Tony Matelli, ‘Lost and sick’, 1996, Gary Tatintsian Gallery

Image rights: Gary Tatintsian Gallery and Artist studio

San Diego, Museum of Contemporary Art San Diego, Small World: Dioramas in Contemporary Art, January 23 – April 30, 2000
Illustrated p. 34 and on the cover
San Francisco, Yerba Buena Center for the Visual Arts, To Be Real, 1997, n. p. (illustrated)

R. de Guzman, To Be Real, San Francisco 1997, n.p. (illustrated)
R. Jones, "A Fresh Hell: Tony Matelli's Morality Tales of Catastrophes," Siksi Playlist Spring 1997, pp. 10-11 (illustrated)
T. Kamps, Small World: Dioramas in Contemporary Art, San Diego, 2000, p. 34 and illustrated on the cover
L. Fischman, Tony Matelli, New York, 2003, p. 17-18, 44 and 72 (illustrated)

About Tony Matelli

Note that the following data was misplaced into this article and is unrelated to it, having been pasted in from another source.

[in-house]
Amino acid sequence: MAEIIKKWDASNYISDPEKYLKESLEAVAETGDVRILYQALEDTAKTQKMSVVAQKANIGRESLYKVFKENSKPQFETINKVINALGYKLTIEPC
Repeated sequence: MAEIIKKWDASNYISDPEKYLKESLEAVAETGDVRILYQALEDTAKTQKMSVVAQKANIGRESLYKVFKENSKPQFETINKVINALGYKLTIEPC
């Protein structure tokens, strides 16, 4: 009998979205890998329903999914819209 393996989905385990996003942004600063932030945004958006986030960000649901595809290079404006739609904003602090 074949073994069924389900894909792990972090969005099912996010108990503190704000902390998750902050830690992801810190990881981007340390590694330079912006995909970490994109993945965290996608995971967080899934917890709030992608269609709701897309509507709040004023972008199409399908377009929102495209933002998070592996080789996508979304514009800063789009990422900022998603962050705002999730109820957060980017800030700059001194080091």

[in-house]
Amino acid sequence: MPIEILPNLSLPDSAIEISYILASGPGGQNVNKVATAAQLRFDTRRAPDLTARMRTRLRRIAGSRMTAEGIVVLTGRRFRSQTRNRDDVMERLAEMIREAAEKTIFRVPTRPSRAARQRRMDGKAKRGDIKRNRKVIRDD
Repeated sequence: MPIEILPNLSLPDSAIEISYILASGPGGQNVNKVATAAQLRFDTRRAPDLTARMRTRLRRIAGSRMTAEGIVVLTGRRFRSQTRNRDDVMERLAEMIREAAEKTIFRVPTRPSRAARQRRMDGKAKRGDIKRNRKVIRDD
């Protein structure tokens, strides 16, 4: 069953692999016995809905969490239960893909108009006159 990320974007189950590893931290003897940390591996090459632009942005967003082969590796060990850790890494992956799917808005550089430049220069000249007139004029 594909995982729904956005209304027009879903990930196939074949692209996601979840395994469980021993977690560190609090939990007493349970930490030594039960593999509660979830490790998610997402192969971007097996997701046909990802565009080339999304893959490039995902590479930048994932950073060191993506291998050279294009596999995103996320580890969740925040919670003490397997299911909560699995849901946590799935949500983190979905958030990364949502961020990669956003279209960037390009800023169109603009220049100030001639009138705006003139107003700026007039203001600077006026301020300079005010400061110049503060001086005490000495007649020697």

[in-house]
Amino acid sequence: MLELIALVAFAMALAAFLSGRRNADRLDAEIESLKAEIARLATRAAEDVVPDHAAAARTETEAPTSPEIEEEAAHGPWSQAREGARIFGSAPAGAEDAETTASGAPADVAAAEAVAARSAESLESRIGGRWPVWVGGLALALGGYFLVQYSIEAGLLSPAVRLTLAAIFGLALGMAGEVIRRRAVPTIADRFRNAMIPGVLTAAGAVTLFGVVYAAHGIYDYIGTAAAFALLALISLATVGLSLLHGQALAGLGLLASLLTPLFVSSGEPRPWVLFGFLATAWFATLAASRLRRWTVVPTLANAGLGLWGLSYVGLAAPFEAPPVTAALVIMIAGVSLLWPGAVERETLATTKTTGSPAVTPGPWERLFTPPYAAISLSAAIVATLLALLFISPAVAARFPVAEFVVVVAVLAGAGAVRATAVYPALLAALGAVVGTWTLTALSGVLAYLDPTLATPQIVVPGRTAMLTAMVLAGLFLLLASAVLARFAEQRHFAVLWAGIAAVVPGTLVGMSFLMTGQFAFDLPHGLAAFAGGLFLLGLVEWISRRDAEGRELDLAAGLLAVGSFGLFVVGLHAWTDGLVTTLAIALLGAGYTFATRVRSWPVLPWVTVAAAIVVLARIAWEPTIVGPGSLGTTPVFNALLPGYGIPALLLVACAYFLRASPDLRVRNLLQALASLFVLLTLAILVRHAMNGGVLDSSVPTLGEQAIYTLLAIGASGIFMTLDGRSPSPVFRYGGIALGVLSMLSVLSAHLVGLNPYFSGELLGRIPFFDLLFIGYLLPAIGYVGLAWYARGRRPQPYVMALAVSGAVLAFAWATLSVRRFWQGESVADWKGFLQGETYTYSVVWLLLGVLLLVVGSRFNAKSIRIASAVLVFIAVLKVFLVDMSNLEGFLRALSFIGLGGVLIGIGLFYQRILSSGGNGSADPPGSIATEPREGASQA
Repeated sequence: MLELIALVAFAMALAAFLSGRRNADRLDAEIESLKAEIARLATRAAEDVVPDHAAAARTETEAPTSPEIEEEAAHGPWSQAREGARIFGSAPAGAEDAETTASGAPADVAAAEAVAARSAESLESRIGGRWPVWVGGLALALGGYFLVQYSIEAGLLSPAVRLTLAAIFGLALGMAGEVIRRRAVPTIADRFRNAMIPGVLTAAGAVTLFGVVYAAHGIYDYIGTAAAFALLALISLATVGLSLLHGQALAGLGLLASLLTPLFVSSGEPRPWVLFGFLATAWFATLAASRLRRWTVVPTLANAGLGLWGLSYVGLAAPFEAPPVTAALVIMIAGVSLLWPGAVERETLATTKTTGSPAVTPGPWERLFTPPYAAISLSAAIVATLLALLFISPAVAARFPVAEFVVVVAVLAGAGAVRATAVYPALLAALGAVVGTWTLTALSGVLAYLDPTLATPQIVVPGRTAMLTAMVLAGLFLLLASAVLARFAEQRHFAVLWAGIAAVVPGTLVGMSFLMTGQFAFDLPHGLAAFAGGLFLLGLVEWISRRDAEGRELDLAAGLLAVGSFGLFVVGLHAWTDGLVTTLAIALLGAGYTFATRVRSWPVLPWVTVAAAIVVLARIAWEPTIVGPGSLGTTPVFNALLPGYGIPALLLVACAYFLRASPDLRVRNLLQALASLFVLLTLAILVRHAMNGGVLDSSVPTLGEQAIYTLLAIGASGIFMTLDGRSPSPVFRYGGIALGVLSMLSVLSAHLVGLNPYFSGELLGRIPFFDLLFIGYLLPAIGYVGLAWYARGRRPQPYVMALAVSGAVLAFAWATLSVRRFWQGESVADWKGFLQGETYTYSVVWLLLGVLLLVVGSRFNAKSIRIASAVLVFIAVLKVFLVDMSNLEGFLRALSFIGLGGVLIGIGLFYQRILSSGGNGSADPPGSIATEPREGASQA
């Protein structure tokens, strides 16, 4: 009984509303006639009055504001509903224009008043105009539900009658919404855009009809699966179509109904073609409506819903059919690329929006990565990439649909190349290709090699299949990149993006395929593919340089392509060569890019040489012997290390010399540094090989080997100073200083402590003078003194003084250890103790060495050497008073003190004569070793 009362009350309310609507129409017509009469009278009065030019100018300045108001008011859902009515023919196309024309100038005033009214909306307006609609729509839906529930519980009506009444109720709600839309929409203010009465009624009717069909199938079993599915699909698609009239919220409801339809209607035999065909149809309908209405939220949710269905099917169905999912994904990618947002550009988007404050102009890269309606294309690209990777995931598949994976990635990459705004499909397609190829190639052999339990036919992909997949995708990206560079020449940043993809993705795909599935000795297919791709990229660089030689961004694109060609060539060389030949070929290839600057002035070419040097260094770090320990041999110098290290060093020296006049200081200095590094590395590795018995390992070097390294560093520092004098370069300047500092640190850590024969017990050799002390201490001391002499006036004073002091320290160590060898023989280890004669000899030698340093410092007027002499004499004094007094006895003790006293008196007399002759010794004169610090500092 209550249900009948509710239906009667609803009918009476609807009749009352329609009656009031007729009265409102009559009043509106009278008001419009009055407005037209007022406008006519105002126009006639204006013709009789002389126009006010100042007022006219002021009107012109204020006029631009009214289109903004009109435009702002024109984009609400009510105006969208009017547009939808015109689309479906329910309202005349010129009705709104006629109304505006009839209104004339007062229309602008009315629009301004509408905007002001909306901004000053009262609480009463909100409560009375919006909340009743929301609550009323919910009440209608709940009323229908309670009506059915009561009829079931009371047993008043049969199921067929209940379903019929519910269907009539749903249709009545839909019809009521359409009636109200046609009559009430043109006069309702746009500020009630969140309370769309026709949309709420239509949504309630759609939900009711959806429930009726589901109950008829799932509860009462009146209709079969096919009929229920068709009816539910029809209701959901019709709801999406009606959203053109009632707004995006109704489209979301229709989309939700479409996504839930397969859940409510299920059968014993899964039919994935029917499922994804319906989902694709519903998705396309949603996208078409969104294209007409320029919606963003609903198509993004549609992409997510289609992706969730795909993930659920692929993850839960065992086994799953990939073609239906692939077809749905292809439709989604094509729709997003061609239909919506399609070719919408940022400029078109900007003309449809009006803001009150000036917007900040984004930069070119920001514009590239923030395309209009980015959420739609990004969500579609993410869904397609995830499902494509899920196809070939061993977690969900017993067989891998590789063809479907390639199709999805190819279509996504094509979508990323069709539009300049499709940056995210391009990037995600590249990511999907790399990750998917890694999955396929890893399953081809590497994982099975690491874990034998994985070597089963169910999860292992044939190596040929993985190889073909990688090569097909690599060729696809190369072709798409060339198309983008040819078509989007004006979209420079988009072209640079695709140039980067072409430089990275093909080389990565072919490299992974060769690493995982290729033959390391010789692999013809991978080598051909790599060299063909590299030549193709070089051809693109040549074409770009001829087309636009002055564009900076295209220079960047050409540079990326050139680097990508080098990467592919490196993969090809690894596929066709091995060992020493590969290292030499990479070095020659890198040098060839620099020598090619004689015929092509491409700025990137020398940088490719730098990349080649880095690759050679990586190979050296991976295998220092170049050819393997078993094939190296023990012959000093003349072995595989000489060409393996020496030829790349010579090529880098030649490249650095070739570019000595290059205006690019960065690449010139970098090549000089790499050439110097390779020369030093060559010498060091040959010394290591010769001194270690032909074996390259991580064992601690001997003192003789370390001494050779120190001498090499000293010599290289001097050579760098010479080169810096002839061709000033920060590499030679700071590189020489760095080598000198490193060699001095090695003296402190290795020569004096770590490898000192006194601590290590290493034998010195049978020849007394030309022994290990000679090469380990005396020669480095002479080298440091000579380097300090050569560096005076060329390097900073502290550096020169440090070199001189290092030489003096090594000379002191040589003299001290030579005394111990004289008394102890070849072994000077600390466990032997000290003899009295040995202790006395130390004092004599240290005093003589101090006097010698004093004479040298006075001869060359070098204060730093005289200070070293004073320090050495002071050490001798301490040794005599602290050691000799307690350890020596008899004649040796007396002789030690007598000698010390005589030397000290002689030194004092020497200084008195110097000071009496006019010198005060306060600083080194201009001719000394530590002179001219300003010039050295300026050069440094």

Incorporating figurative, botanical, and abstract forms in his sculpture, Tony Matelli creates uncanny objects that are both unsettling and comical. His bronze sculptures feature ropes frozen in mid-air, as if the ropes were dropped on a plinth and cast just before collapsing into inert coils. Other works rely on unusual juxtapositions, such as his weeds series in which plants sprout from the space between gallery walls and floors. Across his oeuvre, and particularly in his mirror paintings, Matelli discards traditional genre categories in favor of experiential concerns. “I like sculpture because it’s unwieldy, and there is a resistance to decoration in sculpture that I like,” Matelli has said. “Genres are at the service of ideas, not the other way around.”

American, b. 1971, Chicago, Illinois, based in New York, New York